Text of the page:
We often have to face with difficult situations which can cause unbearable anxiety, fear, pain and internal tense. In these critical situations our self-defense and response mechanisms get activated which basic roles are maintaining the integrity of our personality and to avoid mental breakdowns or catastrophe. I’m giving you a short introduction about important psychological processes of defense mechanism.
According to Sigmund Freud (establisher of psychoanalytic school) our personality is made up of three main parts (id, ego, superego) which working mutually together defines the complex human behaviour. Freud proposed three structures of the psyche or personality:
Id: The id is the unconscious reservoir of the libido, the psychic energy that fuels instincts and psychic processes. It is a selfish, childish, pleasure-oriented part of the personality with no ability to delay gratification. Ancient and subconscious part which includes all of the inherited and instinctive mental elements. It reflects the internal world of subjective experience.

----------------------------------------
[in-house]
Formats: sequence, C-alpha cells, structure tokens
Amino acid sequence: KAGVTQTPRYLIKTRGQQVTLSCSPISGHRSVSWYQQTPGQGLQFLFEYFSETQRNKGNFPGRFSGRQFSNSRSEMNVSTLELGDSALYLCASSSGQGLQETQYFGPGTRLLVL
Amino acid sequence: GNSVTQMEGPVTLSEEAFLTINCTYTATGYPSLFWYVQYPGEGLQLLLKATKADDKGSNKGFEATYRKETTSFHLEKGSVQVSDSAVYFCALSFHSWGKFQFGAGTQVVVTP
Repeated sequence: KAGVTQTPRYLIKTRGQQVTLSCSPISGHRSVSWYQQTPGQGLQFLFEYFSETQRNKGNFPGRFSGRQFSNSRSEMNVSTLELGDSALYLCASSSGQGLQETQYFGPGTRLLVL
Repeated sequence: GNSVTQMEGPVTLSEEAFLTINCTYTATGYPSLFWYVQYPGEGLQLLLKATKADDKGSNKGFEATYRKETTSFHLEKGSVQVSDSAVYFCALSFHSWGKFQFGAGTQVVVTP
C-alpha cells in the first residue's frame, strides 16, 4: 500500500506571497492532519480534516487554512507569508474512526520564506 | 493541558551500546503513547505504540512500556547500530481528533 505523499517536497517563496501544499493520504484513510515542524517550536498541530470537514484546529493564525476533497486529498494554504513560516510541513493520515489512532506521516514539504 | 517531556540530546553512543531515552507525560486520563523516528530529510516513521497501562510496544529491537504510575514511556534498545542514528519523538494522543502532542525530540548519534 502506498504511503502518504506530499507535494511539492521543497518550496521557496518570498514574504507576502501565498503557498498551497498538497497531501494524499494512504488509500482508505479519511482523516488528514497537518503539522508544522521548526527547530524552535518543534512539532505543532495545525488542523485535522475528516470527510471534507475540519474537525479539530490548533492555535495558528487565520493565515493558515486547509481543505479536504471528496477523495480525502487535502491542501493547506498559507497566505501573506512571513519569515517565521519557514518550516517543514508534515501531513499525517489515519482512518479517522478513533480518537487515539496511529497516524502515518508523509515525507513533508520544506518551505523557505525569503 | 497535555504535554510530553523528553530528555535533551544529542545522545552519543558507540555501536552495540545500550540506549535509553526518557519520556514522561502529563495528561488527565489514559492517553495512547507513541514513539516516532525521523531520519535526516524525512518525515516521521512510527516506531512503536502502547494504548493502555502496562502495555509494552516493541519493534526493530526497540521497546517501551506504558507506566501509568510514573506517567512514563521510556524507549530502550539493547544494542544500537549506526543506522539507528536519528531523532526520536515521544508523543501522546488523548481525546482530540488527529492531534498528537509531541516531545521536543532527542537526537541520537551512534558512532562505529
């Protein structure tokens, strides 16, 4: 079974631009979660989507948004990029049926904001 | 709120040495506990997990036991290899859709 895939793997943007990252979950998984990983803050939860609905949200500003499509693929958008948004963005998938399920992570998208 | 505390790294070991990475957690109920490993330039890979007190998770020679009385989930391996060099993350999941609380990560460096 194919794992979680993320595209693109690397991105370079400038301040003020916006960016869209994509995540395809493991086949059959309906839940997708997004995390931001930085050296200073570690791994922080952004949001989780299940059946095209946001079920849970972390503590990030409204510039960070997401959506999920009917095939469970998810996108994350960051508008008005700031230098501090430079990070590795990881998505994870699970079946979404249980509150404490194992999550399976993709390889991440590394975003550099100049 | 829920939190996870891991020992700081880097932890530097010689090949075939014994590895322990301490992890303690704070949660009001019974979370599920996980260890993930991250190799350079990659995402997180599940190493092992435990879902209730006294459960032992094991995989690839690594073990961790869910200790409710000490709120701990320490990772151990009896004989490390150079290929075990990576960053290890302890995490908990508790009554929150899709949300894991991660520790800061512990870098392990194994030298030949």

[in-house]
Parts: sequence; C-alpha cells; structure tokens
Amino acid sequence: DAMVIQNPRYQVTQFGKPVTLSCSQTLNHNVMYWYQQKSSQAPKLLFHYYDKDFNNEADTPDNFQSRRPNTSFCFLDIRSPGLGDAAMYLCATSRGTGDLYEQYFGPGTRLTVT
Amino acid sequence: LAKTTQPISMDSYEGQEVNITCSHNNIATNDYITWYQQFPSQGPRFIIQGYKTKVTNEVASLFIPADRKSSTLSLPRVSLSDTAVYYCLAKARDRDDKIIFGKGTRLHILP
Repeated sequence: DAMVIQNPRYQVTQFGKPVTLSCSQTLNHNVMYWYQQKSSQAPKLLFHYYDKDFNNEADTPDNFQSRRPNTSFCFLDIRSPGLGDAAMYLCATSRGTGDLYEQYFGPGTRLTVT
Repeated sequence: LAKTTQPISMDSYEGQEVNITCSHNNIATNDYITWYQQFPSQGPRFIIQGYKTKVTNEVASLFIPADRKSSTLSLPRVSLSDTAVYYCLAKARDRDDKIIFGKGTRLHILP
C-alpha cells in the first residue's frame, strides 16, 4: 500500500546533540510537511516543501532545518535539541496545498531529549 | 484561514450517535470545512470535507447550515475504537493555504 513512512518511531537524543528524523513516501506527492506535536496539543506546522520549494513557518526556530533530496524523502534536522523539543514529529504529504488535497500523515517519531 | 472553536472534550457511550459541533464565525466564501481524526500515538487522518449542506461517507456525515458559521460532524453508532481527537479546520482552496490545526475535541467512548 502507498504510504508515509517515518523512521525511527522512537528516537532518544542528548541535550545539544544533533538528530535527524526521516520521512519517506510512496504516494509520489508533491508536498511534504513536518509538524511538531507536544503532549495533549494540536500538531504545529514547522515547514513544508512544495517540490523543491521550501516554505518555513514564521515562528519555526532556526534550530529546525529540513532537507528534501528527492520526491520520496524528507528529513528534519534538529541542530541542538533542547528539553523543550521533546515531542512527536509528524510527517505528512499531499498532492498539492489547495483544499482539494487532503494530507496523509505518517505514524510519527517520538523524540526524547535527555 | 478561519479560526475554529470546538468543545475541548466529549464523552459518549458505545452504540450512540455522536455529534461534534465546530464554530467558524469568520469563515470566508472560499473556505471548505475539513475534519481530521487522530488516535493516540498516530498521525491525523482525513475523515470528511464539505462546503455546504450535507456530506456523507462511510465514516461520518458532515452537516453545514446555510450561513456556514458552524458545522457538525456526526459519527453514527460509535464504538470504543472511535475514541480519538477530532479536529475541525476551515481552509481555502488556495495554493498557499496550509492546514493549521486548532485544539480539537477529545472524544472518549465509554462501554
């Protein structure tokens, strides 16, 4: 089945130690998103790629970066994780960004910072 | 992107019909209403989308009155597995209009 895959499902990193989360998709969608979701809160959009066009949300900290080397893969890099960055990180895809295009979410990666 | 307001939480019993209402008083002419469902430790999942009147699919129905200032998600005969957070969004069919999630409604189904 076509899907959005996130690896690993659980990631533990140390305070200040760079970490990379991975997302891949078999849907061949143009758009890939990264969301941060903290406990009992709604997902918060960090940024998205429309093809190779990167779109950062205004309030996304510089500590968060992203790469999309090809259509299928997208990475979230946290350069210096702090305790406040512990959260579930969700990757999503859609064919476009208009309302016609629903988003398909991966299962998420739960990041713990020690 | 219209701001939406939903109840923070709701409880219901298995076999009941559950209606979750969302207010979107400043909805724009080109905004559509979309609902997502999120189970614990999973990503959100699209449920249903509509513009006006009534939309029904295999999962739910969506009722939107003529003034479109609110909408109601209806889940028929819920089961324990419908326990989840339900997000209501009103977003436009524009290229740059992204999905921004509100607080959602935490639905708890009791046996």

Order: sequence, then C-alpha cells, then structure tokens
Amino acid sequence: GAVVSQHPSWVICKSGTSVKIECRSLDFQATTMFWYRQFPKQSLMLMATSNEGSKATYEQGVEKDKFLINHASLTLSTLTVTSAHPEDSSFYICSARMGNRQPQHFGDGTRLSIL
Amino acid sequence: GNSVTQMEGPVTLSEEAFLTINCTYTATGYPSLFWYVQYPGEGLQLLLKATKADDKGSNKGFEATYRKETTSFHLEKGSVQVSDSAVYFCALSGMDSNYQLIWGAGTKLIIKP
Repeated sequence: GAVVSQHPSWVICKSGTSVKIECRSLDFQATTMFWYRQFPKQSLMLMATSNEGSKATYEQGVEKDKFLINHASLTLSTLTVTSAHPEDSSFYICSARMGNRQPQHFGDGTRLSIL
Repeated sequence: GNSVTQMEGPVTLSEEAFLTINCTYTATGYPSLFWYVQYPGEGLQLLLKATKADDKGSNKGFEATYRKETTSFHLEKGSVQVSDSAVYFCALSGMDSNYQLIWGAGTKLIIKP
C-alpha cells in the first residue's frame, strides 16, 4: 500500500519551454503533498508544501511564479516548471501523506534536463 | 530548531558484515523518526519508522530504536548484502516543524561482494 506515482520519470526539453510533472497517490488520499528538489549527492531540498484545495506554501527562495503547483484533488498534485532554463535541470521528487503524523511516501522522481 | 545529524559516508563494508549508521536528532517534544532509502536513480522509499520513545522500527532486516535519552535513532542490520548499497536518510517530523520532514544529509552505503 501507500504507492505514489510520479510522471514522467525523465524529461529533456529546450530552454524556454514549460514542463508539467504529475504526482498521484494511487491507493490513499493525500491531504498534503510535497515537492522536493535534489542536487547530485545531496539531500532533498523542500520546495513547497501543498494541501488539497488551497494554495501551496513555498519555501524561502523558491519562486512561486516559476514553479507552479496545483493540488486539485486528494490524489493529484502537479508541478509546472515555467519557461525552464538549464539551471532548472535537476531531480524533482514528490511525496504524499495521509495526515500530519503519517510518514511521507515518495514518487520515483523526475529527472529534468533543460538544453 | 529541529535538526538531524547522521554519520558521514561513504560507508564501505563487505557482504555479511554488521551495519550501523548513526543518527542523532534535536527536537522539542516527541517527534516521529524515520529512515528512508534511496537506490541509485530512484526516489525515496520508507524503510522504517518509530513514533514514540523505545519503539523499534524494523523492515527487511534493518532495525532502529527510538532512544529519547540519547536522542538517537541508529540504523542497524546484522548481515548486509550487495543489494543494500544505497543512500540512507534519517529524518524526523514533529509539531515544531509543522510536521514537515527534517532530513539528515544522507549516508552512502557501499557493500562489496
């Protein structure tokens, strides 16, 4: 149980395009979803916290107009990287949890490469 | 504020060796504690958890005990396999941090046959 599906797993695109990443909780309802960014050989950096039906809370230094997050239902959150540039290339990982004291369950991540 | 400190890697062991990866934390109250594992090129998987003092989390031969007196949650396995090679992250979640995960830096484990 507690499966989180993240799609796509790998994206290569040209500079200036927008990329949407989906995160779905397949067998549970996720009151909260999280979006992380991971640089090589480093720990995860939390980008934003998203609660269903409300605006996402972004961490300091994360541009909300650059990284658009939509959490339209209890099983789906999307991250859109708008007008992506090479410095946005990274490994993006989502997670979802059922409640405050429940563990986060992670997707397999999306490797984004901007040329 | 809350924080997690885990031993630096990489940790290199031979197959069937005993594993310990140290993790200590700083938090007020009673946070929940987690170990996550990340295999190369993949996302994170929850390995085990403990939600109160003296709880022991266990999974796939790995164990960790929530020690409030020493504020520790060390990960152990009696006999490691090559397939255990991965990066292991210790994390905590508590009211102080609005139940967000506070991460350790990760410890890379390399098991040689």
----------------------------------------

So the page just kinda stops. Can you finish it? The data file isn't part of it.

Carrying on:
Ego: The ego acts as a moderator between the pleasure sought by the id and the morals of the superego, seeking compromises to pacify both. It can be viewed as the individual’s “sense of time and place”, the reality. Follows the idea of reality.
Superego: The superego contains internalized societal and parental standards of “good” and “bad”, “right” and “wrong” behaviour, which is made by parental socialization. They include conscious appreciations of rules and regulations as well as those incorporated unconsciously.
Freud dissociated three different types of anxiety:
- Reality anxiety: made by fear from the possible danger of outside world.